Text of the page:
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COX2 expression is associated with preoperative tumor volume but not with volumetric tumor growth in vestibular schwannoma

Abstract

Objective

Vestibular schwannomas (VS) are benign slow growing tumors arising from the vestibular nerve. The role of cyclooxygenase 2 (COX2) in tumor development of growth has been addressed in a few studies with contradictory results and suggestions. We recently analyzed the immunohistochemical expression of COX2 in 1044 VS samples and described an association of higher COX2 expression with proliferation but found no influence by regular intake of acetylsalicylic acid. We now collected volumetric radiographic data of the preoperative tumor volume and growth to further test the role of COX2 in VS growth.

Methods

Preoperative images of 898 primary sporadic vestibular schwannomas were assessed, and sufficient preoperative imaging was used for the volumetric measurement preoperative tumor volume (n = 747) and preoperative relative tumor growth (n = 171). Clinical parameters and results of the immunohistochemical expression of COX2 and MIB1 in resected tumor tissue samples were obtained from our prior study. ANOVA, CART-analysis and multivariate nominal logistic regression were used for statistical analysis.

Results

Larger preoperative tumor volumes were observed with tumors of younger patients (p = 0.0288) and with higher COX2 expression scores (p < 0.0001). Higher MIB1 expression was associated with smaller tumors (p = 0.0149) but with increased radiographic tumor growth (p = 0.0003). Patients of older age had tumors with slower growth rates (p = 0.0311). In the multivariate analysis only MIB1 expression was an independent significant factor regarding tumor growth (p = 0.0002).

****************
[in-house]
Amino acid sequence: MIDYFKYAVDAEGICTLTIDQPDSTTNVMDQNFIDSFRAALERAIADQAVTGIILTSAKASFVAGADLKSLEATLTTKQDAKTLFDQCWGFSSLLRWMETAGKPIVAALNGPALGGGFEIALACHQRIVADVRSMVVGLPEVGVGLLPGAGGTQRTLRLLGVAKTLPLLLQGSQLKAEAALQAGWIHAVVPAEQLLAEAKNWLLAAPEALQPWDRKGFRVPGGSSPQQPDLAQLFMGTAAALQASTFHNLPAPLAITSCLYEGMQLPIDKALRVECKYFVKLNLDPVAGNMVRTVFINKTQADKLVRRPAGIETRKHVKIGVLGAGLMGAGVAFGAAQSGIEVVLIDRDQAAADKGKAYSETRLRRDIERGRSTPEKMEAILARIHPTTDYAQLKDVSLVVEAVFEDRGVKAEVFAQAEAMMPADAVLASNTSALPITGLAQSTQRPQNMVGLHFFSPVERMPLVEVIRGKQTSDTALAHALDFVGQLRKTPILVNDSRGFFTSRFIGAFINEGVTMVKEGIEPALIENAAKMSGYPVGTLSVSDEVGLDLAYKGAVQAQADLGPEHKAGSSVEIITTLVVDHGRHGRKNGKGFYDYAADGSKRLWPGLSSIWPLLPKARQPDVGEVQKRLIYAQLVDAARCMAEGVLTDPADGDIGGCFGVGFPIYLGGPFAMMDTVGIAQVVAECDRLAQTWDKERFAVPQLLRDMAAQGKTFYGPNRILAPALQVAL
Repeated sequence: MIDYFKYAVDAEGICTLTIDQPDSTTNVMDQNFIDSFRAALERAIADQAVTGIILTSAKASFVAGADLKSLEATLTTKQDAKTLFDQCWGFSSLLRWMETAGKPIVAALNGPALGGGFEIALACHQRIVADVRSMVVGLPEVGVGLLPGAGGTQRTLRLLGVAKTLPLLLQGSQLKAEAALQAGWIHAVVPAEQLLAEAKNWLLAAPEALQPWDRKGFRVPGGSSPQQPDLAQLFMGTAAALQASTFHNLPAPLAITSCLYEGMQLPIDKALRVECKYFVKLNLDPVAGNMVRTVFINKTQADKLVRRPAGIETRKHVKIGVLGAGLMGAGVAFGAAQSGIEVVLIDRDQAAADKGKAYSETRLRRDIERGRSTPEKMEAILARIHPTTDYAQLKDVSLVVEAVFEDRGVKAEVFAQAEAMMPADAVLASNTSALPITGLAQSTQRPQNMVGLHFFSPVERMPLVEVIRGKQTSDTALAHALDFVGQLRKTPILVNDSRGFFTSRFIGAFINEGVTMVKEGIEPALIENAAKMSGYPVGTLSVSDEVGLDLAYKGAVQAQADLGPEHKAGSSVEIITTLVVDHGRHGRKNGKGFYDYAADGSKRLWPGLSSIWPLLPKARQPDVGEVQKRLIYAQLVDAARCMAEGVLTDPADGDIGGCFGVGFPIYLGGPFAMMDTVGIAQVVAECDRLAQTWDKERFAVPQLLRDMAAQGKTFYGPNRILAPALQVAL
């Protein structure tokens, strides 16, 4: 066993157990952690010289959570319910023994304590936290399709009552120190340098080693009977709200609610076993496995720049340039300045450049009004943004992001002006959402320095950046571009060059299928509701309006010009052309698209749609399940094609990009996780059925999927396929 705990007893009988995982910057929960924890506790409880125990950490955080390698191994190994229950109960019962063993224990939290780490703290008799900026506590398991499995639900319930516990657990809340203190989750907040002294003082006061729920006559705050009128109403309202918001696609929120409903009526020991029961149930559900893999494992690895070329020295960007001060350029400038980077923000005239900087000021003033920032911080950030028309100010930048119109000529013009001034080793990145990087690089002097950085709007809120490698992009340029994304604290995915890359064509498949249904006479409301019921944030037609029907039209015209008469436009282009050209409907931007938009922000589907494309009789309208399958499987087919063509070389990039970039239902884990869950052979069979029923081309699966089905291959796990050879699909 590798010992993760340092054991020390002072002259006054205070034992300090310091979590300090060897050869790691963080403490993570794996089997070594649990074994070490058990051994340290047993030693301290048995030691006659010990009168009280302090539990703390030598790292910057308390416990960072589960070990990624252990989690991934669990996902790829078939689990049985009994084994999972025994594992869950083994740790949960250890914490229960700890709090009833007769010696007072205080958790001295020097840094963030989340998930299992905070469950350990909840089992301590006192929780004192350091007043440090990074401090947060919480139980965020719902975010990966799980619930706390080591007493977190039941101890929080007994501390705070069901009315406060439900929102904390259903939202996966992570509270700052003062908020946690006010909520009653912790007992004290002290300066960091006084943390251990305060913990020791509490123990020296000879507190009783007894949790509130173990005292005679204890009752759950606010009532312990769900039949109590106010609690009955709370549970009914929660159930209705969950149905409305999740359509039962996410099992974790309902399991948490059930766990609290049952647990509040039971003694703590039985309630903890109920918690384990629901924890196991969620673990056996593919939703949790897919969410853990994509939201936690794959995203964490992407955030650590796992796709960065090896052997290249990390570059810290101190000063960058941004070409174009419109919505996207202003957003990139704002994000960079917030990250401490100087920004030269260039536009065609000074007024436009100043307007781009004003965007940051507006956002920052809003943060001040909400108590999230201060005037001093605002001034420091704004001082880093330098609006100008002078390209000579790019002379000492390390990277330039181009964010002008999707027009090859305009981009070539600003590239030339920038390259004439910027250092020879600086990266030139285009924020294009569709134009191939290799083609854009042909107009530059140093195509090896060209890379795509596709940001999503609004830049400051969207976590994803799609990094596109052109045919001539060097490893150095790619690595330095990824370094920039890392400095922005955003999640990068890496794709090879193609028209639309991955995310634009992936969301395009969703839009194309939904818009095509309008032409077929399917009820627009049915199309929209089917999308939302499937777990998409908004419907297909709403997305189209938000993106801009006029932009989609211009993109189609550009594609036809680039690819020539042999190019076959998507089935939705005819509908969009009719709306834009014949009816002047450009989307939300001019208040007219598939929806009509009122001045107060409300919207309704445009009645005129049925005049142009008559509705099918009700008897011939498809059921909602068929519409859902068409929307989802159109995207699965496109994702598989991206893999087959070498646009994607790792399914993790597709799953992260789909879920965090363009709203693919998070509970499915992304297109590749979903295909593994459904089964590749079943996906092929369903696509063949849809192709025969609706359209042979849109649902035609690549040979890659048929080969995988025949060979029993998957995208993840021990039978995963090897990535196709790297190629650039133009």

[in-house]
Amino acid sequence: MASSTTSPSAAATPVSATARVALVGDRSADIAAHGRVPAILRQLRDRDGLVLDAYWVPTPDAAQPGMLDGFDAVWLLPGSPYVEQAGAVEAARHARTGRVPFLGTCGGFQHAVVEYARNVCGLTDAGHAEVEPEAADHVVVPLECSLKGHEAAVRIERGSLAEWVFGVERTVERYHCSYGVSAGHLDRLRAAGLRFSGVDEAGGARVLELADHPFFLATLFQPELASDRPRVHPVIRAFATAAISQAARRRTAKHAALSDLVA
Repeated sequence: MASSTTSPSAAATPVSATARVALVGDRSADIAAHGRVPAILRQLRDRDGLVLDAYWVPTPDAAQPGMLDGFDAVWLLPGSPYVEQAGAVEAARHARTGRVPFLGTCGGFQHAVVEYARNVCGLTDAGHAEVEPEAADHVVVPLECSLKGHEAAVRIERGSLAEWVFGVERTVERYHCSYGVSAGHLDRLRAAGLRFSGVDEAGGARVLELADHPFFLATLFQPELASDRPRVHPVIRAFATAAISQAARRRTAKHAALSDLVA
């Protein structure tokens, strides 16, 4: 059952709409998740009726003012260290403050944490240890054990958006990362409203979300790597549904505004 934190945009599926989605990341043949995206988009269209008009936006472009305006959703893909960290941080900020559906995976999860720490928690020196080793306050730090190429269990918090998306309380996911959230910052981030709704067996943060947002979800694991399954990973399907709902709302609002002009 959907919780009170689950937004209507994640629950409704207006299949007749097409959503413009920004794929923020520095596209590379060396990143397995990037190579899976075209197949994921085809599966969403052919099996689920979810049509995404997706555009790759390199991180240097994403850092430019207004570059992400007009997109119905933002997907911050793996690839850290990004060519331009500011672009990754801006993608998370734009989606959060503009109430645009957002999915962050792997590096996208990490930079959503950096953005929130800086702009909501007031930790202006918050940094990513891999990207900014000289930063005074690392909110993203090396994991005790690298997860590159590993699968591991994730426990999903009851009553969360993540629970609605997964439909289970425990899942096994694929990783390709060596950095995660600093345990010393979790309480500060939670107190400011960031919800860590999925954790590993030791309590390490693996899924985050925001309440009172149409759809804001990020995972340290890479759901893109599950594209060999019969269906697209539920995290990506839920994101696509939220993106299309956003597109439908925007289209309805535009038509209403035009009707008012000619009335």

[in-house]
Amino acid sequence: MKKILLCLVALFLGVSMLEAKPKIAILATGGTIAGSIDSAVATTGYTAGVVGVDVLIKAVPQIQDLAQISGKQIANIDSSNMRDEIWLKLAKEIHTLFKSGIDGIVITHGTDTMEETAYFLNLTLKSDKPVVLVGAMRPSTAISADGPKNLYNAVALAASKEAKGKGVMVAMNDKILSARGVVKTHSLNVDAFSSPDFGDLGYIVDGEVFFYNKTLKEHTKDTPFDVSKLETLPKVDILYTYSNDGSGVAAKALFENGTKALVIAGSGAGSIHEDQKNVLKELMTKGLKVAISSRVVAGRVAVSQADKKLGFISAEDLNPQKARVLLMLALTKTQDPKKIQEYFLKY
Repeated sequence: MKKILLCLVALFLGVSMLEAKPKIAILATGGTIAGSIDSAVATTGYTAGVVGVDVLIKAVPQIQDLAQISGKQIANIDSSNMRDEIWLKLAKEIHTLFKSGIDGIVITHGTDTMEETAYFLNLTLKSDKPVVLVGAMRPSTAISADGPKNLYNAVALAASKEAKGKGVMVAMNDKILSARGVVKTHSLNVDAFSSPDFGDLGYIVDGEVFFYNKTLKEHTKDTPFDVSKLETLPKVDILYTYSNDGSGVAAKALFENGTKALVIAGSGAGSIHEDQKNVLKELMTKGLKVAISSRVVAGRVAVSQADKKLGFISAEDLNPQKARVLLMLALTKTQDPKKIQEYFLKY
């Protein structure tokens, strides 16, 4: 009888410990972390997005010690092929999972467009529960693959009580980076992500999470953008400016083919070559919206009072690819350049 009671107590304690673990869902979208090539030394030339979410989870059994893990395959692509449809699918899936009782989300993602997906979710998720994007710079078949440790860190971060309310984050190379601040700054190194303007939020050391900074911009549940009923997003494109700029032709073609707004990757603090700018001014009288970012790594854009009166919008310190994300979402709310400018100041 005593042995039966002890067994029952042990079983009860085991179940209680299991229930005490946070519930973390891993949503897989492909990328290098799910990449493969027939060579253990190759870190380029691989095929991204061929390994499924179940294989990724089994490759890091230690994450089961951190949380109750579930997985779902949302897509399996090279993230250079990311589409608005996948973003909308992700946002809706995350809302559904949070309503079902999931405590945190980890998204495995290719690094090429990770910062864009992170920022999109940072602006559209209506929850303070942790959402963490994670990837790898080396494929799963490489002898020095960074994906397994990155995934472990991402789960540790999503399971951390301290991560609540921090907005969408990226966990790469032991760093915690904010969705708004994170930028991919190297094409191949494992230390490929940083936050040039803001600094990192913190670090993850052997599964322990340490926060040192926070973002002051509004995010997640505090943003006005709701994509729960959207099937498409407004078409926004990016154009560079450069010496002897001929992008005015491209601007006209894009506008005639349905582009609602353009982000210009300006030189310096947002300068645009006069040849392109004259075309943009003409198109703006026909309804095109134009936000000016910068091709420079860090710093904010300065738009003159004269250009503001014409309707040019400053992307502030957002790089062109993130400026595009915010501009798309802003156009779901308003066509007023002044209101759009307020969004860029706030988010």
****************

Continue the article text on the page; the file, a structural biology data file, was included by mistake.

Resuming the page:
Conclusions

Higher expression of COX2 in schwannoma is associated with an increased preoperative tumor volume but not with radiographic tumor growth over time.

Background

Vestibular schwannoma (VS) is the most common intracranial nerve sheath tumor accounting for approximately 6% of primary intracranial neoplasms overall [16]. This benign tumor is typically encapsulated and consists of well-differentiated schwann cells. Morphological variants include cellular, plexiform and melanotic schwannoma. Approximately 90% are sporadic, while multiple schwannomas and hybrid schwannoma/neurofibroma nerve sheath tumors are overrepresented in neurofibromatosis type 2 (NF2) and schwannomatosis [8]. While microsurgical resection or radiosurgery are effective treatments, recurrent tumors are difficult to treat, especially due to the lack of alternative therapy options. Furthermore, VSs with cystic aspects are more challenging to manage as well [15]. Besides bevacizumab, which has been explored for the stabilization of VS in patients suffering from neurofibromatosis type 2 (NF2) with unconvincing results [14, 18], there are no established treatment alternatives.

During the last years, inflammatory processes and the tumor microenvironment have been subject to a growing research effort in oncology which also extended into the field of vestibular schwannoma [4, 7, 9]. One of the subjects of extensive research is the enzyme cyclooxygenase 2 (COX2) with newly gained insights in several cancers [13, 22] including vestibular schwannoma [5, 10]. A decisive role in tumor development and progression has been advocated. Tumor proliferation and increased cell motility by COX2 have been described, as well as inhibition of apoptosis [3]. Increased expression levels have been reported in the most common tumor types such as cancer of the colon, lung, breast and prostate. Furthermore, the selective pharmacological inhibition by celecoxib is possible and first promising results have been shown [20].

A recent study by our research group demonstrated a significant association of immunohistochemical detection of COX2 and proliferative marker expression (MIB1) in a large cohort of vestibular schwannomas [1]. We have now conducted volumetric tumor measurements of preoperative tumor size and growth in this cohort to further examine the possible proliferative effect of COX2 and proliferation marker MIB1 in VS.

Materials and methods

Tübingen Schwannoma patient cohort and data